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Nvidia to bring GeForce RTX graphics to ARM-based Chromebooks and Linux PCs

At Nvidia’s GPU Technology Conference, CEO Jensen Huang announced that the company was working with industry partners to make its graphics technology more widely accessible. Specifically, Huang mentioned that it is looking to bring its GeForce GPU graphics technology to ARM-based processors that are popular on Chromebooks today.

“We’re announcing a partnership with MediaTek to create a reference system and SDK for Chrome OS and Linux PCs,” Huang said during his keynote presentation at GTC while highlighting the power efficiency and popularity of ARM processors due to their open licensing model. “Combining Nvidia GPUs and MediaTek SoCs [systems on a chip] will make excellent PCs and notebooks.”

He added that MediaTek is the world’s largest SoC maker.

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In a presentation slide, Huang and Nvidia noted that MediaTek’s Arm SoC would be paired with Nvidia GeForce RTX 3000 series graphics, the same Ampere-based GPU that’s found in high-end gaming rigs today.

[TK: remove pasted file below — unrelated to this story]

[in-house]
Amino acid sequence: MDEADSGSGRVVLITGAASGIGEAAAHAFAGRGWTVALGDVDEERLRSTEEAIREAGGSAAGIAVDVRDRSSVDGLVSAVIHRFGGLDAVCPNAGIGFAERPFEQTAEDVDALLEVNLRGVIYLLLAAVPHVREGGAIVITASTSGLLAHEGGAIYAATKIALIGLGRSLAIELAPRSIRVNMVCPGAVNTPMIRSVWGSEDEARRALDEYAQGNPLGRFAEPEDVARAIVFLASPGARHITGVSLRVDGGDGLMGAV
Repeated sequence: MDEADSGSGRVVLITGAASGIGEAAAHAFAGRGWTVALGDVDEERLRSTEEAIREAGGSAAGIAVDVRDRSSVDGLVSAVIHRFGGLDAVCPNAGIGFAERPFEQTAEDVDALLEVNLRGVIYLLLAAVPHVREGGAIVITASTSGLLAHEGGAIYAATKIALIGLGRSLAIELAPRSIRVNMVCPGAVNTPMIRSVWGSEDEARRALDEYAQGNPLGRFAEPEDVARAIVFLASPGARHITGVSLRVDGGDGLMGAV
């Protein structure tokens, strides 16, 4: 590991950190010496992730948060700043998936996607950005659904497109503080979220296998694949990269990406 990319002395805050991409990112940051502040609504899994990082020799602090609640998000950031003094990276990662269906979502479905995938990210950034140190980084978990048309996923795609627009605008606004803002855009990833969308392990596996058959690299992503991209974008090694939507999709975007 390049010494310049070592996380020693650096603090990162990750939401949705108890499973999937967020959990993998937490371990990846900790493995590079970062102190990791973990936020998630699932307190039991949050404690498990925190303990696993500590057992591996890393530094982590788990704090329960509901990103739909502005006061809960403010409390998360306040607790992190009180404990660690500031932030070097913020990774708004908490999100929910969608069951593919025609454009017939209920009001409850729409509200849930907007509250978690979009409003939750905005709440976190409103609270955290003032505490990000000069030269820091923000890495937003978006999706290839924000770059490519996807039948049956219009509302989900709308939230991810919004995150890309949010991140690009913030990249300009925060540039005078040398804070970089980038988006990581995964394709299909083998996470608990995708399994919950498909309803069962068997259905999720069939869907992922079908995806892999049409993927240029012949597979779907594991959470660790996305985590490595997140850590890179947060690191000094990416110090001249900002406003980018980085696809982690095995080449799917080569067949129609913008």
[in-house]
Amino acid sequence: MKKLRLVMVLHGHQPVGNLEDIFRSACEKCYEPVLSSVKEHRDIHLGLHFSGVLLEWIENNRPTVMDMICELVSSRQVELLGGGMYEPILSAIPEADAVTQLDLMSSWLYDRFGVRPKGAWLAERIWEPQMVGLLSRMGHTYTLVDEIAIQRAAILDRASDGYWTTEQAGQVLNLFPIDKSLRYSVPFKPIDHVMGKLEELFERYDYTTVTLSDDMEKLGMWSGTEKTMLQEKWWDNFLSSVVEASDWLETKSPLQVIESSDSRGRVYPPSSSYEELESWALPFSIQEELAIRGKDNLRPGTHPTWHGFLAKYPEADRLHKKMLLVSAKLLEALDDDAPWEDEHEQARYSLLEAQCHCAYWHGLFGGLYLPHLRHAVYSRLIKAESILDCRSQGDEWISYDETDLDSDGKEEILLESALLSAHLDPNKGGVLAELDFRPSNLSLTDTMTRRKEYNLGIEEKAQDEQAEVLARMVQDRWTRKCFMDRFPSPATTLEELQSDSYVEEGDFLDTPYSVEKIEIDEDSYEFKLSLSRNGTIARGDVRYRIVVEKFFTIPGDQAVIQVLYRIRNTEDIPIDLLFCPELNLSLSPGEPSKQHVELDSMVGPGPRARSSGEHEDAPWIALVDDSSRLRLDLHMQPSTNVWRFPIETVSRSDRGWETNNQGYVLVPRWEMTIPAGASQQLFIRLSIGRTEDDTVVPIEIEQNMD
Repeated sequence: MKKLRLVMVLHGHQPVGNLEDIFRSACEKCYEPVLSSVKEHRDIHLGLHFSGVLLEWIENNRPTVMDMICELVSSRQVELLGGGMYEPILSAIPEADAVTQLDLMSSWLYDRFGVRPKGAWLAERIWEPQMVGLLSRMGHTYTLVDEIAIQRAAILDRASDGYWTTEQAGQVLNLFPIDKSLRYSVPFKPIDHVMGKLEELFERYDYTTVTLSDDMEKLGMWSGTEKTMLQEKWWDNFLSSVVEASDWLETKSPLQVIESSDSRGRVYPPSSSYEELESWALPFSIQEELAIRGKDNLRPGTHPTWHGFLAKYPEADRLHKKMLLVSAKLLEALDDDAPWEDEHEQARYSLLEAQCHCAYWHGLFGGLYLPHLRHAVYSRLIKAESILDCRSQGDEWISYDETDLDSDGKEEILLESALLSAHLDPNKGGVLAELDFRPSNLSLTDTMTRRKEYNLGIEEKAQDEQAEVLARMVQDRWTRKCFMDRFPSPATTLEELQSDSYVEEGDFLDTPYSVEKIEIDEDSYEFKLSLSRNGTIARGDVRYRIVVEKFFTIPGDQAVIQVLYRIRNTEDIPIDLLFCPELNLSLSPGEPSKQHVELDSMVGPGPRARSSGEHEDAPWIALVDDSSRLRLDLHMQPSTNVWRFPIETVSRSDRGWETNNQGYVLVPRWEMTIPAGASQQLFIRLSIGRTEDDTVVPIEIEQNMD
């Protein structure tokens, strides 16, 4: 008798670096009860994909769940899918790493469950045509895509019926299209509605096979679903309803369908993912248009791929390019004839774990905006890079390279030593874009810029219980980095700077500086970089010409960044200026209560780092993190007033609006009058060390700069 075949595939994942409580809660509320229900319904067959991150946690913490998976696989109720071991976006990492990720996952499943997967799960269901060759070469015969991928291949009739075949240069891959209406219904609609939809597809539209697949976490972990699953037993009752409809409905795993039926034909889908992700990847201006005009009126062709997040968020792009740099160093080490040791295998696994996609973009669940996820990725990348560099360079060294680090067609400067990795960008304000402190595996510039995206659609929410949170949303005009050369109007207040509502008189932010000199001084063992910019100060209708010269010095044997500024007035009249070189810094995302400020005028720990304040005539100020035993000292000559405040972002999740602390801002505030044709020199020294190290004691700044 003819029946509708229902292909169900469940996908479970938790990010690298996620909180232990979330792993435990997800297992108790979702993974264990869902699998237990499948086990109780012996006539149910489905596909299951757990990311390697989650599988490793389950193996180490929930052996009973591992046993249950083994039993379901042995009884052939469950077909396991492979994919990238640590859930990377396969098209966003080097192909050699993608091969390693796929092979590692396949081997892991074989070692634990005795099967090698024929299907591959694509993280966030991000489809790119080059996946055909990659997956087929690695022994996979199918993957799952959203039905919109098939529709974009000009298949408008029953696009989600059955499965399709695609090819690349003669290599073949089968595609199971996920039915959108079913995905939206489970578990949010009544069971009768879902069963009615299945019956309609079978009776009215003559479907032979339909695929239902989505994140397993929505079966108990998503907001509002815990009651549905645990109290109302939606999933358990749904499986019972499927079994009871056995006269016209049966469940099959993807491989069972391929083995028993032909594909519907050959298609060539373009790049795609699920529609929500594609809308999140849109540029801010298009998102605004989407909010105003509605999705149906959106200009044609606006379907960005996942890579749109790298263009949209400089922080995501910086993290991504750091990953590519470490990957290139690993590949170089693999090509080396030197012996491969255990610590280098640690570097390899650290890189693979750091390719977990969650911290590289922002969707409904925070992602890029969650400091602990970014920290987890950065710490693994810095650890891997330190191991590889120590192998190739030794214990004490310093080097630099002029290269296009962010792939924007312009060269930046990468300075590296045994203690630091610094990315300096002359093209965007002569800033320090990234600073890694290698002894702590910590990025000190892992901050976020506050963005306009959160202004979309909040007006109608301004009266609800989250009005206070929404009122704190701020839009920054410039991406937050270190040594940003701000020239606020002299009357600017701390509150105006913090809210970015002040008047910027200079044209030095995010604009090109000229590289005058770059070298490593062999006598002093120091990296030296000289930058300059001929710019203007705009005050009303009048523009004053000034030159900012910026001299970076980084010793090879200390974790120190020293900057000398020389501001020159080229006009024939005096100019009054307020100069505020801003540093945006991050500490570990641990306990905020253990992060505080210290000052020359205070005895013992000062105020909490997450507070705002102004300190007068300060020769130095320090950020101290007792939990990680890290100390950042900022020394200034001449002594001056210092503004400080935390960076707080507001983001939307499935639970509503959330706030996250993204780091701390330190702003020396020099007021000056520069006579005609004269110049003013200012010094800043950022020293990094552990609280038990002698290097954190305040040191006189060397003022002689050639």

Though Nvidia didn’t offer additional details about the partnership, an ARM-based MediaTek processor coupled with Nvidia’s GeForce RTX technology will have the power to potentially supercharge smartphones, tablets, Chromebooks, Linux PCs, and even future Windows on ARM releases. With more graphics power headed to ARM processors, we could begin to see more games and creative apps on more devices, operating systems, and form factors. This could even make serious gaming a reality on Windows on ARM systems.

Nvidia rival AMD is also eyeing the ARM processor market. AMD is said to be partnering with Samsung to potentially bring its Radeon graphics technology to Samsung’s ARM-based Exynos processor.

With Nvidia’s GeForce GPU — and even AMD’s Radeon GPU — headed to ARM, this could have the potential to disrupt Intel’s tight grip on the processor space. Apple has already migrated away from Intel silicon, opting to forge ahead with its custom ARM-based M1 processors for the Mac that are coupled to its own graphics solution.

Nvidia’s support for ARM shouldn’t come as much of a surprise, given that the company has announced its acquisition of ARM from Softbank in a deal valued at $40 billion in cash and stock.

Nvidia also announced its Grace data center CPU, also based on ARM, that would couple the processors with Nvidia’s GPUs. Nvidia is still awaiting regulatory approval for its acquisition of U.K.-based Arm.

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Chuong Nguyen
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